The Mexican film director Carlos Reygadas did not even make an attempt to indicate a story in the summary for his film project Post Tenebras Lux when he presented it at CineMart 2011. Instead he wrote: “it is a feature film with a loose plot link in its discourse, but really clear in its poetics. It is not united by the plot, but by the harmony in the expression of the feelings.” And later, in his director’s notes: “The film’s objective is not to make sense from a particular story, but to make sense by association of emotions and ideas between the film and the spectator.”
Erlebnis, on the other hand, cannot be communicated, it is more wary of words, it is the experience while it is being made. It is about being in the moment, as an undivided and non– expressable present existence in time. The Erlebnis I have when I put my hand into the fire is subjective and time-bound, it can’t be narrated later through words as easily and precisely as my Erfahrung of that act.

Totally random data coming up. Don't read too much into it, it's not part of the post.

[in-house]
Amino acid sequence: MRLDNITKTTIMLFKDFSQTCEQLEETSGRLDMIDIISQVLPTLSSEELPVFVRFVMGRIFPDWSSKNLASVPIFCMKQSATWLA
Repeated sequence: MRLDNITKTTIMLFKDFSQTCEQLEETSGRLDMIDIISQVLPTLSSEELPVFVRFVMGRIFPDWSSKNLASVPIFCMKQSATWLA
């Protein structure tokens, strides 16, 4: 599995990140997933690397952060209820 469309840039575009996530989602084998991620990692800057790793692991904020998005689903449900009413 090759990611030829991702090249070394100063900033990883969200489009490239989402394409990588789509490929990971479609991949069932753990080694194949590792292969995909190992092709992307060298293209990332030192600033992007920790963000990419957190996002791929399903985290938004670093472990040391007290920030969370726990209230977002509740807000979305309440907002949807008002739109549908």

It seems to me that an emphasis on Erlebnis comes close to the interest and fascination of many filmmakers from around the world who want to share with their audience not a
preconceived causal unspooling of story, of experience as knowledge-passed-on, but are searching for ways to touch the emotion of their audience and connect it to their own moment of experience.
‘First: there’s a tree. Ten seconds of silence, and then this sound comes, and then that comes afterwards. And then there’s a cut. And second: there’s a mountain, and blah blah.’ It’s like I am describing a film that I am watching, it’s being projected and I am describing to you what I am watching, as if you were blind. Somehow that’s the idea. You weren’t at the cinema and I would write down for you everything I saw. That’s the way I do it, and probably that’s the way it should be done, so we would make cinema instead of illustrated literature. … It’s not so important to know what happens in the end, because it’s not about telling a story but rather about looking into a moment of life.”